Kosmoström design references

Universality in science fiction context is a slightly more complex set of vectors than in pseudo-medieval fantasy. The potential approaches to materials, construction and in an imagined future is a much broader and speculative field than the underground construction of an imagined past - which be it the fossilised interior of a dragon, a mesoamerican temple or a castle, these can inevitably be most readily expressed as drawings of aged stone.

Kosmoström then must necessarily narrow down the infinite options of the future and present a specific design sensibility. The initial inspiration is to move towards a generic, hard science fiction as a more objective univerality than genres such as the rockets and rayguns of sword and planet, or the skulls and chainswords of gothic science-fiction or the gangways and cubicles of planet sized mega-cities.  This aesthetic then is grounded by developments in aero-space technologies at the height of the space race of the 1960s  and informed by both the sleek white functionalist minimalism of utopian science fiction, and the slightly more aged and granular look of late 1970s space opera.

Core design references include:
Further examples can be seen on the Kosmostrom board on Pintrest.

Kosmoström element references:

Throughout Kosmostrom Sheet D: Furniture, there are a number of elements that reference both classic industrial design and set design that help establish a look based on humanist utilitarian futurism. Macintosh 128K | Tardis Console | Orac | Elite Cargo Canisters | Enterprise Consoles | Millenium Falcon Gunports | ZX80 | HAL900 | Vending Machines

Particularly of note are the signage arrows. These are set in Microgramma / Eurostyle Bold Extended - a typeface often used in science fiction and engineering contexts from the interface of the interface of the HAL 9000 computer in 2001 to the corporate identity of the Jupiter Mining Corp in Red Dwarf. These signs are intended to be placeholders or codes, but have references to vintage computing, hip-hop and graffiti pioneers  TAKI 183 | VHS 80 | RZA 69 | KRS 1 | RS 232 | CBM 64 an inclusion of the subversive vernacular, without which the aesthetic wouldn't quite be complete.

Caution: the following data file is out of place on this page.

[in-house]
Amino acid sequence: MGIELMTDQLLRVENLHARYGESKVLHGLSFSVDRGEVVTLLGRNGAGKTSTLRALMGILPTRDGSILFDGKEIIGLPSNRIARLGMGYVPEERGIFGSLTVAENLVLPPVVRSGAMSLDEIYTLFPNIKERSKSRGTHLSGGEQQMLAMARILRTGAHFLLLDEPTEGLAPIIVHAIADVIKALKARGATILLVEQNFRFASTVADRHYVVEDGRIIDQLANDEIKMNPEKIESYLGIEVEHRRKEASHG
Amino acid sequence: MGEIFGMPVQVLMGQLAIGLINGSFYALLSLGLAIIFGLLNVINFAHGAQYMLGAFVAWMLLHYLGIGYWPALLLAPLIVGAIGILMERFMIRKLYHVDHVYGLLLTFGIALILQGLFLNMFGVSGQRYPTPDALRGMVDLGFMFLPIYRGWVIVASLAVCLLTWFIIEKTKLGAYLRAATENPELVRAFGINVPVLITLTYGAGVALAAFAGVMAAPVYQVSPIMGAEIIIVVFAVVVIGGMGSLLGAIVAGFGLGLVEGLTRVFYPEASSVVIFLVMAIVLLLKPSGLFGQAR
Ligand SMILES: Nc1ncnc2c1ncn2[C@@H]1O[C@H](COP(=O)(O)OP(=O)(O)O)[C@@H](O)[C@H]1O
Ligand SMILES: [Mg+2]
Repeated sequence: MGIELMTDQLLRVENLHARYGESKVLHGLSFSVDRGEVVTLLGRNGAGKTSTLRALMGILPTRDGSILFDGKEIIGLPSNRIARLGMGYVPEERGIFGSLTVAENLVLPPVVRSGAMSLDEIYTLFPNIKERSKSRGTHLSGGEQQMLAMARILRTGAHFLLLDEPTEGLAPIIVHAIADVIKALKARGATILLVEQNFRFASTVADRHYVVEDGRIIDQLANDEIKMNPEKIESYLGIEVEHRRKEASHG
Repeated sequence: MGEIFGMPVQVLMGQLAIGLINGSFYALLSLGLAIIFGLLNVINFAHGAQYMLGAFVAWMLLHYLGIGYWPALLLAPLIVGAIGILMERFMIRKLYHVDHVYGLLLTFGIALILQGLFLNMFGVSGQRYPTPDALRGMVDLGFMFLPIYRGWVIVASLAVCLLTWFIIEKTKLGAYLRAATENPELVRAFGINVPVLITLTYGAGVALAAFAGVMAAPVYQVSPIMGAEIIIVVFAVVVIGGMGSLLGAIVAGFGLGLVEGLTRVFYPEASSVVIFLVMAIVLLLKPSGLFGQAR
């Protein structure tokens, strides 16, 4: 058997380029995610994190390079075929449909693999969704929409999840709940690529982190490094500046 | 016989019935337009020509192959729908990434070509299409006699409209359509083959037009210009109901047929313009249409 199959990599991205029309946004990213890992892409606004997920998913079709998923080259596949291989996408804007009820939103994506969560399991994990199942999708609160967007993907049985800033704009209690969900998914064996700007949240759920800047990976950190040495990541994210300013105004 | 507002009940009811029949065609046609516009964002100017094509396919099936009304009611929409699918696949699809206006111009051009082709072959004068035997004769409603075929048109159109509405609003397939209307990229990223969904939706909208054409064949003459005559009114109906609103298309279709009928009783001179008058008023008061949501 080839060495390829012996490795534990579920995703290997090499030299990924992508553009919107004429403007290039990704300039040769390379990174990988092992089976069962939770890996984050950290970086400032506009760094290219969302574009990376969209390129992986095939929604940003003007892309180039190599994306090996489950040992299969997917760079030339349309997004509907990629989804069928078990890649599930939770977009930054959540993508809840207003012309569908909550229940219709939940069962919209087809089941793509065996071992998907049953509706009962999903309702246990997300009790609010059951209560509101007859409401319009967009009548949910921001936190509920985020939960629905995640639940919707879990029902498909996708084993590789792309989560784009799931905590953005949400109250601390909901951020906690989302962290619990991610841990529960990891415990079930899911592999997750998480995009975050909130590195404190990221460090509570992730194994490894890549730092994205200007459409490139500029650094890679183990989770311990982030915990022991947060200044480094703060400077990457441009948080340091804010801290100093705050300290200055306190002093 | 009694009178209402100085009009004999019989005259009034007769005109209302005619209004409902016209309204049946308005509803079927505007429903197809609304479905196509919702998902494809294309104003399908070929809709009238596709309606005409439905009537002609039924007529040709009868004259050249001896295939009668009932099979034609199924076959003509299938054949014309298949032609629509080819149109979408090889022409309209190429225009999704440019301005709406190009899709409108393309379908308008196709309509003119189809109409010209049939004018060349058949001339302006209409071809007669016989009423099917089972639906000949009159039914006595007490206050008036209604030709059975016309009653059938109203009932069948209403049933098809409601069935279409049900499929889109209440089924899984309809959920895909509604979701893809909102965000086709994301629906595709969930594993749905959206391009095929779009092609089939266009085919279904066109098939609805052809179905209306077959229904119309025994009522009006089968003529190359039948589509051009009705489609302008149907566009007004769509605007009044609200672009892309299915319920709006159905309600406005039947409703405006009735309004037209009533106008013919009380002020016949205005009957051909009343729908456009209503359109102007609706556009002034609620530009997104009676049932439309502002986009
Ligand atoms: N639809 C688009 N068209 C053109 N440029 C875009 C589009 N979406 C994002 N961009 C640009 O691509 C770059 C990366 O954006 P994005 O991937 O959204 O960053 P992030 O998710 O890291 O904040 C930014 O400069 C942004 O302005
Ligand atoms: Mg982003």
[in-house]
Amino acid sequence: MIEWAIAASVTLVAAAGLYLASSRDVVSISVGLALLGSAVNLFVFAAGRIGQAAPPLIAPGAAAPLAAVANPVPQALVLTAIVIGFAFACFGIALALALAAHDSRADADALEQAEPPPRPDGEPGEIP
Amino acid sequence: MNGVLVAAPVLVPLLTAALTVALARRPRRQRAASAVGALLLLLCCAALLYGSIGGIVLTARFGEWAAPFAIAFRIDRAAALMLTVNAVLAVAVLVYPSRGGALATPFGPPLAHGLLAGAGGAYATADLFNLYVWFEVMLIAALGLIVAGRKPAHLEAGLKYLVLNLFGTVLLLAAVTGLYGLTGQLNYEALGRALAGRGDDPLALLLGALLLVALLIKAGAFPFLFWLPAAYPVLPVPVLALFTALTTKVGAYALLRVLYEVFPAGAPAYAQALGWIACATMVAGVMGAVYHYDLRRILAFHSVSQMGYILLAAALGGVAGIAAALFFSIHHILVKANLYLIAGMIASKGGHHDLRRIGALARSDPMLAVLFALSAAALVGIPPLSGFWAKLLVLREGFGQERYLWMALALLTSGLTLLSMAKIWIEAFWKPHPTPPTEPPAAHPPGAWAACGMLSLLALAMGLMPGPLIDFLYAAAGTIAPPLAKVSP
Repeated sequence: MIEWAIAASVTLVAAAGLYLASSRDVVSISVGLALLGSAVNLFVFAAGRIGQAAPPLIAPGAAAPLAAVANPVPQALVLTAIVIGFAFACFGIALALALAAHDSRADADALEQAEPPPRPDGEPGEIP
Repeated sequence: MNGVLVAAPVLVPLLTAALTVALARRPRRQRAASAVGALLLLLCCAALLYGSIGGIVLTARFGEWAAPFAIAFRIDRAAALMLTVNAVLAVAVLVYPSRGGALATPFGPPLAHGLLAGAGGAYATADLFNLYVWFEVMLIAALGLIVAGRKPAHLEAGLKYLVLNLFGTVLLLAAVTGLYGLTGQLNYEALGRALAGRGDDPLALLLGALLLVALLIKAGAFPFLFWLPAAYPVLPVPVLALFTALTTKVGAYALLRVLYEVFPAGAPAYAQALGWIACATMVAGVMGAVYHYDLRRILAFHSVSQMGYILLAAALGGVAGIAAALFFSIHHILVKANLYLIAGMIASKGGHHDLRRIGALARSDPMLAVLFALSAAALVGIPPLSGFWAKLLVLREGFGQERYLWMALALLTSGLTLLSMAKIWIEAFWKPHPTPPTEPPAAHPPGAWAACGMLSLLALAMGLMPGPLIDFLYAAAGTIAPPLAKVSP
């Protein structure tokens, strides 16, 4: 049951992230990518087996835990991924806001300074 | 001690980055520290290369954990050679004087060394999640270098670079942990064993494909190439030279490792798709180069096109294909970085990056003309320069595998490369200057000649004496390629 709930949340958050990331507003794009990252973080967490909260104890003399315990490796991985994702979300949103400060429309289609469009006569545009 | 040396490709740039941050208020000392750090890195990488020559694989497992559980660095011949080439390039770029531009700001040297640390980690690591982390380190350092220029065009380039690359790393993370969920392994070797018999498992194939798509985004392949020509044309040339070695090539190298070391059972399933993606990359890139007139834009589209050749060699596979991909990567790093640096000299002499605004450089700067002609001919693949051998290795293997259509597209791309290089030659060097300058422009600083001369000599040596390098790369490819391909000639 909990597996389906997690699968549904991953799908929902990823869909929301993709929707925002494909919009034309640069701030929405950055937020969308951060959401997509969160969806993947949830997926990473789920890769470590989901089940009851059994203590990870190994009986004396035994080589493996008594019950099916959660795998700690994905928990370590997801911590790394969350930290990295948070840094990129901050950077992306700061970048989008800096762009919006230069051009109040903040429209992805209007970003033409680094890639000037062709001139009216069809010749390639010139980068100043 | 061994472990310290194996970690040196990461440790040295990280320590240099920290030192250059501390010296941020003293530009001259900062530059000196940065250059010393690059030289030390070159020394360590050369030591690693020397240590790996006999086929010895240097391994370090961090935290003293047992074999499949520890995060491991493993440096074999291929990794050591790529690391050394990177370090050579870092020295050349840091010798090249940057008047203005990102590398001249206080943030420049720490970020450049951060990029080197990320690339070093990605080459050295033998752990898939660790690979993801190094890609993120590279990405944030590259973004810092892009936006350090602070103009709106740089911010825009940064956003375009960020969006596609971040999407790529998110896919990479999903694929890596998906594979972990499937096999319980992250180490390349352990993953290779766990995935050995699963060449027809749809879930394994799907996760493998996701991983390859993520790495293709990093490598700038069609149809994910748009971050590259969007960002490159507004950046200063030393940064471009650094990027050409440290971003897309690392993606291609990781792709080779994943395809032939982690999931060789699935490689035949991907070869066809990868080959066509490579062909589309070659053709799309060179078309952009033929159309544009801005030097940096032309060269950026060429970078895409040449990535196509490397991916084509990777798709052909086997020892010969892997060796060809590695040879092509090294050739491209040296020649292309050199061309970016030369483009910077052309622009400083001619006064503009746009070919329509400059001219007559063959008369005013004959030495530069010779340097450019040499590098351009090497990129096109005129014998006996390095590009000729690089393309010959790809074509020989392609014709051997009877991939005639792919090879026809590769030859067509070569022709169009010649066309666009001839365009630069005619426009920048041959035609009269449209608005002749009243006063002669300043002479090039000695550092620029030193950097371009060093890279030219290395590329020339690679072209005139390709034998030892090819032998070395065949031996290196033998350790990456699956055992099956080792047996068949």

Kosmoström on DTRPG


http://bit.ly/kosmostrom


Kosmoström Set One is available to download from DriveThruRPG priced  £1.99 / $2.77


4 comments:

  1. A fascinating read, Zhu. It's a pleasant experience to have Ikea, the NYC subway, the Tardis and Red Dwarf on the palette all at the same time. And beautiful work on those plans. Makes me want to bust out my old copy of Star Frontiers (which, for me, is the apex of 1980's sci-fi).

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    1. Cheers Matthew! Definitely trying to keep things eclectic. Star Frontiers completely passed me by - getting a slightly grittier post-star-wars saturday morning cartoon feel off it. Quit nice. Ooh, they even did a module based on 2001.

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  2. Lovely stuff, the 1970s aesthetic of 2001, Space 1999 and elements of Star Wars are what I think still look great 40 years later.

    Will be getting a set of these, which should be the easiest flat pack I've had to assemble.

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    1. Hey, thanks Unknown! It's been nice to see slightly more recent films like Moon return to that aesthetic - I do think that 'modern' blend of hardware and space utopia still resonates. Hope you enjoy Kosmoström.